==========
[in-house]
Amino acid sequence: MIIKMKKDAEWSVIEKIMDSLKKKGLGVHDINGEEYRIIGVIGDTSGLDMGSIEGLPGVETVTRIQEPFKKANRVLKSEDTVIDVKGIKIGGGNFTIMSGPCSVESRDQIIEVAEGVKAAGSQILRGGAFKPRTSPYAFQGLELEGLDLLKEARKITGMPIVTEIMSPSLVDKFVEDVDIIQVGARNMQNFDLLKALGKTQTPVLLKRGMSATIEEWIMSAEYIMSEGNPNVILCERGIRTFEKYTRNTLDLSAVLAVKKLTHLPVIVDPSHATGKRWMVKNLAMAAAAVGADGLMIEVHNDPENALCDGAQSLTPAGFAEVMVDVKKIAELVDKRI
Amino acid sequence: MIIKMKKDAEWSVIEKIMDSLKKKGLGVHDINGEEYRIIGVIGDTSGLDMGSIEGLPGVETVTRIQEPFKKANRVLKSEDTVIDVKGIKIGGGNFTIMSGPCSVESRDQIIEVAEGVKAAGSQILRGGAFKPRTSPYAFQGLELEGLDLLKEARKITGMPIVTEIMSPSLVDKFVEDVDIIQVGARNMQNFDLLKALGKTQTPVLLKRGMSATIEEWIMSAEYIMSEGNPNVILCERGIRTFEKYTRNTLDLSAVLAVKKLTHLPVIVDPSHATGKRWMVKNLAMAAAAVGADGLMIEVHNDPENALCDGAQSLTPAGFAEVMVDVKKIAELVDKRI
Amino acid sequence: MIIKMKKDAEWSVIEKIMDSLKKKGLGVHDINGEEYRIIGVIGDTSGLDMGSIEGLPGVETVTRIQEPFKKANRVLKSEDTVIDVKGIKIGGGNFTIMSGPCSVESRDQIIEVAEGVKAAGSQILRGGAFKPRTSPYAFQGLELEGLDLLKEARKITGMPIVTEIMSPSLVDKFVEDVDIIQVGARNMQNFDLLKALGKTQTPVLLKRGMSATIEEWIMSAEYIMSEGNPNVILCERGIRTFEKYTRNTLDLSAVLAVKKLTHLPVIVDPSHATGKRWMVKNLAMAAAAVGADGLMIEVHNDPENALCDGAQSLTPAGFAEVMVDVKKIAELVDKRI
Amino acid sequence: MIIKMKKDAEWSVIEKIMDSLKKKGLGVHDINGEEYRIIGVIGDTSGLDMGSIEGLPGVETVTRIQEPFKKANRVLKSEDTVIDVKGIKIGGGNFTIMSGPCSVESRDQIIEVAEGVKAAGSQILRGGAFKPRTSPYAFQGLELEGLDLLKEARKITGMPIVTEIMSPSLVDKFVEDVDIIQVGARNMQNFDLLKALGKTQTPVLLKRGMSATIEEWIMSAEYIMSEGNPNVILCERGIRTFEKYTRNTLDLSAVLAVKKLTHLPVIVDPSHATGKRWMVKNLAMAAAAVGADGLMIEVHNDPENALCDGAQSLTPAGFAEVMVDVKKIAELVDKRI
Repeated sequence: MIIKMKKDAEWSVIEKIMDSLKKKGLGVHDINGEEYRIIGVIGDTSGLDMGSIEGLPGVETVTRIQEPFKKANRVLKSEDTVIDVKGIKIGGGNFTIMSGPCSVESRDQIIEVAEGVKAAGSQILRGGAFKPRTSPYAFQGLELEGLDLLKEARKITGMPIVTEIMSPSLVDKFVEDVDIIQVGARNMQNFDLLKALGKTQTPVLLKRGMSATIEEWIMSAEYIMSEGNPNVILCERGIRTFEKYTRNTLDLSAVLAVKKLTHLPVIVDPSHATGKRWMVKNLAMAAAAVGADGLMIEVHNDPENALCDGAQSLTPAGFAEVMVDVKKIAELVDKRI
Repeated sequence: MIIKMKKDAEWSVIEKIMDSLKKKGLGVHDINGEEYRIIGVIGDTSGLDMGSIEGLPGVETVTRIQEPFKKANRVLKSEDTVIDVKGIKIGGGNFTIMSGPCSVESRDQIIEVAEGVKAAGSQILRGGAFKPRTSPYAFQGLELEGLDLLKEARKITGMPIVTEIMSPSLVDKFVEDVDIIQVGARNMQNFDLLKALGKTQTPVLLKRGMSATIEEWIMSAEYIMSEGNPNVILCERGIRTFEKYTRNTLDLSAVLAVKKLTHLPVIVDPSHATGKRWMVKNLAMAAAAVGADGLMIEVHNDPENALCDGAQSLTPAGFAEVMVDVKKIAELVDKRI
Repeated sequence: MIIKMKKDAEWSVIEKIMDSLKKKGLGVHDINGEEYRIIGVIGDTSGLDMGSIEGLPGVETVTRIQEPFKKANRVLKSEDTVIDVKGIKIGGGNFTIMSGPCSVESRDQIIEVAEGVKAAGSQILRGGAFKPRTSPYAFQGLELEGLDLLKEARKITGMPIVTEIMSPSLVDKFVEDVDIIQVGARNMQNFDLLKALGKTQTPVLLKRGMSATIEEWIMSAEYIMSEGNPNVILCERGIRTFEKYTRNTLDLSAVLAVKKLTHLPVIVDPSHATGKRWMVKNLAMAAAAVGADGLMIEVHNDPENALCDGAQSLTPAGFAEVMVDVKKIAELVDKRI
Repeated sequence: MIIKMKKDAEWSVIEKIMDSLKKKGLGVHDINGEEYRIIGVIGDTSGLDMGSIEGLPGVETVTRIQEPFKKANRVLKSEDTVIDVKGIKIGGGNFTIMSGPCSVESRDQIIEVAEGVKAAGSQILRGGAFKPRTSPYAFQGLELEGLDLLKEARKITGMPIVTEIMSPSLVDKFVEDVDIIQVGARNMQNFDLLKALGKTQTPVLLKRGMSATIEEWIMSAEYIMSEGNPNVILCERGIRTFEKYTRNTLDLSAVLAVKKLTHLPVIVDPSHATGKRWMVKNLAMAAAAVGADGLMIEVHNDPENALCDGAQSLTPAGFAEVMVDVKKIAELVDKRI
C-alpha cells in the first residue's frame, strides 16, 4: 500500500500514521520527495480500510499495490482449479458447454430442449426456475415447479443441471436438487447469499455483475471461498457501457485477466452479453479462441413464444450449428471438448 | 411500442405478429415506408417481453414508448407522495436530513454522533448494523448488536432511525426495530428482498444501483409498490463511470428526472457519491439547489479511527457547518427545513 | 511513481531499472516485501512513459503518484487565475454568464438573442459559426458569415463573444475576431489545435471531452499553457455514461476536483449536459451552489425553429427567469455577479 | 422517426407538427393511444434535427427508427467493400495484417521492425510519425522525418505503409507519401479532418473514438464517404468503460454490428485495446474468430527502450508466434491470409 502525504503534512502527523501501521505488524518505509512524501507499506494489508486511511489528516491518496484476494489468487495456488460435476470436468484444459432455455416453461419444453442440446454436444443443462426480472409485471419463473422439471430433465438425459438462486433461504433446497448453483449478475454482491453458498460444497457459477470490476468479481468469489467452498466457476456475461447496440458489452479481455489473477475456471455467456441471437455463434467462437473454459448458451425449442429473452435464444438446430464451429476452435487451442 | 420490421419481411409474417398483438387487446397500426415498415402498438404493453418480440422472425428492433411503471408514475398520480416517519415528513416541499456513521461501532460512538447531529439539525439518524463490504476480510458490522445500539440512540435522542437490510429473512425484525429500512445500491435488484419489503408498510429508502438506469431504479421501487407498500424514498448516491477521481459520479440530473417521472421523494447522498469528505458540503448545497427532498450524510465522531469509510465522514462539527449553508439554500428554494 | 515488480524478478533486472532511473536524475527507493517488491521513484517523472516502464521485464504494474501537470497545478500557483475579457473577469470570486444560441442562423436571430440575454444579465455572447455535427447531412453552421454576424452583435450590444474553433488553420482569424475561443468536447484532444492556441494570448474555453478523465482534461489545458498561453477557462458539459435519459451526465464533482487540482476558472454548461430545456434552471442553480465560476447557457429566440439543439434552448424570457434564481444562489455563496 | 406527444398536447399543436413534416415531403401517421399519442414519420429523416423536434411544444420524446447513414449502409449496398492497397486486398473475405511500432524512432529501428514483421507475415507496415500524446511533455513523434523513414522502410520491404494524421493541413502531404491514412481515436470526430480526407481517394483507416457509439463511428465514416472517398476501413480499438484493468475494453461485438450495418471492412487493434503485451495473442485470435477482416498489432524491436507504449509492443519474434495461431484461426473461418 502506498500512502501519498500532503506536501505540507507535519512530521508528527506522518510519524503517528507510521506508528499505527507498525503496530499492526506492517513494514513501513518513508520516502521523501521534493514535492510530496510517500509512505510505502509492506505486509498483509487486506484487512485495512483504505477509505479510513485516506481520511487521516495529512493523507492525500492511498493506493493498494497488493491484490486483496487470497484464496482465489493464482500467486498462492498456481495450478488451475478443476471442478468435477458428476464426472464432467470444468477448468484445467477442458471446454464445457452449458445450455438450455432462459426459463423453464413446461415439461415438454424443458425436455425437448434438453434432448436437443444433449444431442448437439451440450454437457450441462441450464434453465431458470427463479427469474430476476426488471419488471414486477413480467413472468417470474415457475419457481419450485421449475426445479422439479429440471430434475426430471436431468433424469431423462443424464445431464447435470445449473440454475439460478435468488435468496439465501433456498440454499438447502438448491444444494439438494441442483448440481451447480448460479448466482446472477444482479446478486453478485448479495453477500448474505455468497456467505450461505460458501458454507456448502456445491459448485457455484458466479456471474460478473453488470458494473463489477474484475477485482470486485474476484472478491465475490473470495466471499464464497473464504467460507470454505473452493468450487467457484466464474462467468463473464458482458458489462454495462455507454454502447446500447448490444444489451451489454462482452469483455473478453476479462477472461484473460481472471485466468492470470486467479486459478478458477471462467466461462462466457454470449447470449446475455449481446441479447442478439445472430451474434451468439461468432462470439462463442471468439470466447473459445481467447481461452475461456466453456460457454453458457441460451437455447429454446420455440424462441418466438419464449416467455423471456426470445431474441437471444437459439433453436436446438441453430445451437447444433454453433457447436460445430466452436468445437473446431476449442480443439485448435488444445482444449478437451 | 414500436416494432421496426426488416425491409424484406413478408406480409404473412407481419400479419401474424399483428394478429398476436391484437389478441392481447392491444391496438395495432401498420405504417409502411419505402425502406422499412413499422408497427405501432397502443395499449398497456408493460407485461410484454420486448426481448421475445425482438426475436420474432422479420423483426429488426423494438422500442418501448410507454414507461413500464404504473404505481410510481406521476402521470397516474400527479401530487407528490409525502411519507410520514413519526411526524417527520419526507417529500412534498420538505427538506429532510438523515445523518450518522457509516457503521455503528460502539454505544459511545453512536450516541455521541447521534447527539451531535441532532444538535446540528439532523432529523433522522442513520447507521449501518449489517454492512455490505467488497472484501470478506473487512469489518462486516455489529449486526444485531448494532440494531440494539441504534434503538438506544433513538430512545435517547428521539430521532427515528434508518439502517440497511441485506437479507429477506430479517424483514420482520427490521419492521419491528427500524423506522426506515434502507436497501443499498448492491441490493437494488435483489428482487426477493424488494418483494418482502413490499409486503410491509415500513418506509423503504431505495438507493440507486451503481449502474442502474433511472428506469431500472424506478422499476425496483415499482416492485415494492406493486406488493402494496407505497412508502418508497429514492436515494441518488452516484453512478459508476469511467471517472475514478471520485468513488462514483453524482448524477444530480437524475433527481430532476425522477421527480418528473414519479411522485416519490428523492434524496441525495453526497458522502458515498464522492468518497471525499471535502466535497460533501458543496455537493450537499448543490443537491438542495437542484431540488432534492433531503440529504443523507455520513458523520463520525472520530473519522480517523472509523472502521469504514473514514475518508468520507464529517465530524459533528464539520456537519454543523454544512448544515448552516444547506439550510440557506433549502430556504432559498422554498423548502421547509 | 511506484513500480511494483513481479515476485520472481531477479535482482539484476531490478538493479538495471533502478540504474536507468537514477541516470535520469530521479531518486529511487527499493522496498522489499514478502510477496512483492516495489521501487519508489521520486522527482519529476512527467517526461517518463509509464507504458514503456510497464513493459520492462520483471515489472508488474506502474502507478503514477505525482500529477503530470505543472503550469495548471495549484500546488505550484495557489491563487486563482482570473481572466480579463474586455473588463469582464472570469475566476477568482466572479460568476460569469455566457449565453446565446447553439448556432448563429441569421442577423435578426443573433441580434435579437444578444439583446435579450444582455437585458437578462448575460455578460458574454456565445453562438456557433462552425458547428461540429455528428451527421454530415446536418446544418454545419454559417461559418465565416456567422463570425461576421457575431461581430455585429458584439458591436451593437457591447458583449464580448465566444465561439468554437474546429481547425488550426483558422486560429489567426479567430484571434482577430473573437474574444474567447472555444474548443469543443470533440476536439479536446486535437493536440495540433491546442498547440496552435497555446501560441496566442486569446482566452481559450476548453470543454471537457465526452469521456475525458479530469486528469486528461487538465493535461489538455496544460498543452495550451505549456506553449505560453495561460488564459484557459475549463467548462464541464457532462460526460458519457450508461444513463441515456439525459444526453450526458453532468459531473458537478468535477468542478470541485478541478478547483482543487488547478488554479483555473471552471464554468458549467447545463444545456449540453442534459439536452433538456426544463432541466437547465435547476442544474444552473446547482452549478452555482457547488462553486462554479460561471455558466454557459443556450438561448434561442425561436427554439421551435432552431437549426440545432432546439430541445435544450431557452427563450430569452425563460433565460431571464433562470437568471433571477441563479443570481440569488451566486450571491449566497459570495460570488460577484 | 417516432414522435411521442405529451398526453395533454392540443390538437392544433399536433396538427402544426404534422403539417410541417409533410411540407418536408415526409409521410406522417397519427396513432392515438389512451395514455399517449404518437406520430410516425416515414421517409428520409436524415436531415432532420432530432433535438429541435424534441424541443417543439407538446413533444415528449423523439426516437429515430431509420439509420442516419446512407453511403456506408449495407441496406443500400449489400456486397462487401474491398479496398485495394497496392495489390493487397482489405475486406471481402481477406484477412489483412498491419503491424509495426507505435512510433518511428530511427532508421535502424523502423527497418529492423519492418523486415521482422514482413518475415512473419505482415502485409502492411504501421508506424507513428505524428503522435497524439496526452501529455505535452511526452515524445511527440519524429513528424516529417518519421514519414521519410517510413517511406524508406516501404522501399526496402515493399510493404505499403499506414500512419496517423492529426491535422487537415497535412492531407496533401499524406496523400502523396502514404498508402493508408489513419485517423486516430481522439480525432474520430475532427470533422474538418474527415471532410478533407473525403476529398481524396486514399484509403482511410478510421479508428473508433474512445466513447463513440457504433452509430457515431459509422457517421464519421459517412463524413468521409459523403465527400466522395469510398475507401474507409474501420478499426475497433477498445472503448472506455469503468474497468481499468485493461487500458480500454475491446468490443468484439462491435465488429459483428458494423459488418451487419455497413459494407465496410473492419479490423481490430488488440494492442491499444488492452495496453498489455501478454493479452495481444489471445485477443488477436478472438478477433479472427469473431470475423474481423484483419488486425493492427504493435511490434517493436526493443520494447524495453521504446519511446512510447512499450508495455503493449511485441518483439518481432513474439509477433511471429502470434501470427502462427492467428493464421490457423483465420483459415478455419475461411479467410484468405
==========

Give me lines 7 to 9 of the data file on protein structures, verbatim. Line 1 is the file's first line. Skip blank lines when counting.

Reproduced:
Repeated sequence: MIIKMKKDAEWSVIEKIMDSLKKKGLGVHDINGEEYRIIGVIGDTSGLDMGSIEGLPGVETVTRIQEPFKKANRVLKSEDTVIDVKGIKIGGGNFTIMSGPCSVESRDQIIEVAEGVKAAGSQILRGGAFKPRTSPYAFQGLELEGLDLLKEARKITGMPIVTEIMSPSLVDKFVEDVDIIQVGARNMQNFDLLKALGKTQTPVLLKRGMSATIEEWIMSAEYIMSEGNPNVILCERGIRTFEKYTRNTLDLSAVLAVKKLTHLPVIVDPSHATGKRWMVKNLAMAAAAVGADGLMIEVHNDPENALCDGAQSLTPAGFAEVMVDVKKIAELVDKRI
Repeated sequence: MIIKMKKDAEWSVIEKIMDSLKKKGLGVHDINGEEYRIIGVIGDTSGLDMGSIEGLPGVETVTRIQEPFKKANRVLKSEDTVIDVKGIKIGGGNFTIMSGPCSVESRDQIIEVAEGVKAAGSQILRGGAFKPRTSPYAFQGLELEGLDLLKEARKITGMPIVTEIMSPSLVDKFVEDVDIIQVGARNMQNFDLLKALGKTQTPVLLKRGMSATIEEWIMSAEYIMSEGNPNVILCERGIRTFEKYTRNTLDLSAVLAVKKLTHLPVIVDPSHATGKRWMVKNLAMAAAAVGADGLMIEVHNDPENALCDGAQSLTPAGFAEVMVDVKKIAELVDKRI
Repeated sequence: MIIKMKKDAEWSVIEKIMDSLKKKGLGVHDINGEEYRIIGVIGDTSGLDMGSIEGLPGVETVTRIQEPFKKANRVLKSEDTVIDVKGIKIGGGNFTIMSGPCSVESRDQIIEVAEGVKAAGSQILRGGAFKPRTSPYAFQGLELEGLDLLKEARKITGMPIVTEIMSPSLVDKFVEDVDIIQVGARNMQNFDLLKALGKTQTPVLLKRGMSATIEEWIMSAEYIMSEGNPNVILCERGIRTFEKYTRNTLDLSAVLAVKKLTHLPVIVDPSHATGKRWMVKNLAMAAAAVGADGLMIEVHNDPENALCDGAQSLTPAGFAEVMVDVKKIAELVDKRI